Log in

No account? Create an account
SF Dumbness - The Mad Schemes of Dr. Tectonic [entries|archive|friends|userinfo]

[ userinfo | livejournal userinfo ]
[ archive | journal archive ]

SF Dumbness [Aug. 23rd, 2007|09:28 pm]
I am annoyed at the book I'm reading right now because it's being dumb.

It's a sci-fi mystery and I had the big secret figured out by about halfway through. Not that that's a bad thing, but the characters should have figured it out by now, too, because it's not a huge leap of the imagination, and certain connections would probably be much more obvious in person.

Also, it's science fiction set at least six thousand years in the future, except that it's mostly set in about 1990.

But it's the physics puzzle that's really bugging me. Okay, so they have flying cars, right? They way they work is they have antigravity pods that create an envelope around the vehicle that cancels 9/10 (standard setting) of the its weight, making it easy to fly around with minimal thrust and lift. "The envelope is no larger than necessary to ensure that the entire aircraft, wings, tail assembly, whatever, is enclosed. If you could see it, it would resemble a tube."

So the protagonists take off to fly somewhere and discover that the control cables to the antigravity pods on their vehicle have been disconnected and the pods set to 100%. Oh no! They start to ascend uncontrollably, and are going to suffocate and/or freeze to death in the stratosphere in fairly short order.

(I'll pause here if you want to think about it.)

Now, it seems to me that there's a pretty obvious solution to this problem. The reason they're rising is that everything inside the antigravity envelope weighs less than the surrounding air (i.e., nothing) and so buoyancy is pushing them upward. All they have to do is dangle something vaguely heavy outside the envelope and it will drag them back downward. It doesn't even have to be all that heavy. Assuming the vehicle is about the size of a car, that's what, 2 meters by 2 meters by 5 meters? Be generous and call it 30 cubic meters for the volume of the envelope. At sea level, that'd be 36 kg, or about 80 pounds. At 4 kilometers altitude (mentioned in the book) it's only a little more than half that. A pretty straightforward fix, not that hard to pull off.

But that's not what they do. Instead, they have one of the characters climb outside the vehicle, dangling within the zero-g envelope by a makeshift tether, to reconnect one of the control cables from underneath the skimmer. (The other pod is inaccessible, so they have to dangle nose-down as they drift downward and ditch in the ocean.) And yeah, it's dramatic, and kind of cleverly counterintuitive, but it just seems way too complex and risky (and time-consuming!) when there's a much simpler solution.

I would even have bought it if someone had suggested the simple solution and then discarded it as unworkable for one reason or another, but I think the author just didn't bother to think it through. Isn't that the whole point of science fiction, to think through the implications?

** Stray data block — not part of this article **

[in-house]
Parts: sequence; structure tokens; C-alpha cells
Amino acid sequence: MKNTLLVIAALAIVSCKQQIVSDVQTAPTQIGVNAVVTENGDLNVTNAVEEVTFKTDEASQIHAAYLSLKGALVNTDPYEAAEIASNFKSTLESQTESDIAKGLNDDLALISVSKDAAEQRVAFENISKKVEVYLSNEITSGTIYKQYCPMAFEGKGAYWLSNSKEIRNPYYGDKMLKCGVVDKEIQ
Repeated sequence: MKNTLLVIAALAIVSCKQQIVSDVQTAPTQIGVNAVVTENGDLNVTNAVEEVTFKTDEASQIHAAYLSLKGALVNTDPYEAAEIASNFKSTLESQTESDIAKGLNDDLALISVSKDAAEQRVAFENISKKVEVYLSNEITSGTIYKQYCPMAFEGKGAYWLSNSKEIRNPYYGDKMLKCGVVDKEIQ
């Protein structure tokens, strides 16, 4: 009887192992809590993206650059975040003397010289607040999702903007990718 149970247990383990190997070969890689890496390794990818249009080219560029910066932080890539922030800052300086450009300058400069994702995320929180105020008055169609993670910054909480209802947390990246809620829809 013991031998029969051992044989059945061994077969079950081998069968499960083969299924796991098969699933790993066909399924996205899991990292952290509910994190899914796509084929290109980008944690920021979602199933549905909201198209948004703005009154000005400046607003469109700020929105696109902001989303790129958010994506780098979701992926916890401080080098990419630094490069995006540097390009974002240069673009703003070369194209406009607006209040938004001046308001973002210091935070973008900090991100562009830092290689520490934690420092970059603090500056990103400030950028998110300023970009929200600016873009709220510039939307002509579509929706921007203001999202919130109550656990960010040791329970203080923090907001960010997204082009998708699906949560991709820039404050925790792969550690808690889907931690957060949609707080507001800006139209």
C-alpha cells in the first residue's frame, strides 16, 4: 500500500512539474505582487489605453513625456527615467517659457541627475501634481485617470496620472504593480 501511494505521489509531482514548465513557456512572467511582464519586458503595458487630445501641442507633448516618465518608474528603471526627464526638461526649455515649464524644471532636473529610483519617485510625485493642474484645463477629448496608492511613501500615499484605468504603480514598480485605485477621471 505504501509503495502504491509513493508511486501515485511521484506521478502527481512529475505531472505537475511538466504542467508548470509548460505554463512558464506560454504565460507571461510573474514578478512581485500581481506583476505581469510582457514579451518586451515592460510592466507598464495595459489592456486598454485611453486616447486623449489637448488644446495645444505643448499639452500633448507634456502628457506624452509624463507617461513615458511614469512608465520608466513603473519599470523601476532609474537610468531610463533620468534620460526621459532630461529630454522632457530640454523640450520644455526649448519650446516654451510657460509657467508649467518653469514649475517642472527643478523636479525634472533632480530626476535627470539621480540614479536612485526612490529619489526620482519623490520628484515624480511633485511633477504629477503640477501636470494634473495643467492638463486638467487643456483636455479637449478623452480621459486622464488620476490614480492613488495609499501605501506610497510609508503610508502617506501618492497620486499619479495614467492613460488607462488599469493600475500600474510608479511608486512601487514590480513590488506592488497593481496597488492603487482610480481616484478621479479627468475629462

[User Picture]From: goobermunch
2007-08-24 05:09 am (UTC)
Uhm, if they've got someone being all dangly, wouldn't they have ended up outside the envelope?

So wouldn't the damned car started to sink already?

(Reply) (Thread)
[User Picture]From: dr_tectonic
2007-08-24 05:26 am (UTC)
No, they were intentionally staying close enough to be inside it. There were some dramatic moments with wind and getting blown partially out and almost losing grip on the tether, but it was mostly about staying inside the zero-g zone.
(Reply) (Parent) (Thread)
[User Picture]From: dpolicar
2007-08-24 05:32 am (UTC)
Wait, wait, wait.

If they intend to accelerate or decelerate at any significant clip under normal operating conditions, doesn't the thing have to have more than enough thrust to overcome buoyancy?

I'm willing to believe they can't land, since that would require some spiffy flying, but they should be more than capable of staying near the earth's surface.

Or does this antigrav dingus also eliminate inertia?

Or has the author forgotten the difference between weight and mass?
(Reply) (Thread)
[User Picture]From: dr_tectonic
2007-08-24 05:52 am (UTC)
If they intend to accelerate or decelerate at any significant clip under normal operating conditions, doesn't the thing have to have more than enough thrust to overcome buoyancy?

Yeah, it really ought to.

I think the author has forgotten the difference between "dramatic" and "plausible".
(Reply) (Parent) (Thread)
From: (Anonymous)
2007-08-24 06:36 am (UTC)
So the situation was weighty, but ultimately mass-less?
(Reply) (Parent) (Thread)
[User Picture]From: bryree
2007-08-24 06:37 am (UTC)
Sorry, that was me earlier.
(Reply) (Parent) (Thread)
[User Picture]From: madbodger
2007-08-24 04:58 pm (UTC)
Yeah, that's an author failure. I was reading an anecdote by an editor who found errors
in two authors' submissions. She contacted both of them. The (new, unpublished)
author was argumentative and insisted the readers would never notice (they would,
it was a major error). The other author got back to her that afternoon, apologising
for the delay, which was due to the reference book he needed being checked out of
the local library, so he rode his bike into town to check it at that library. And his
error was a minor one anyway. The second author was joe_haldeman.

(Reply) (Parent) (Thread)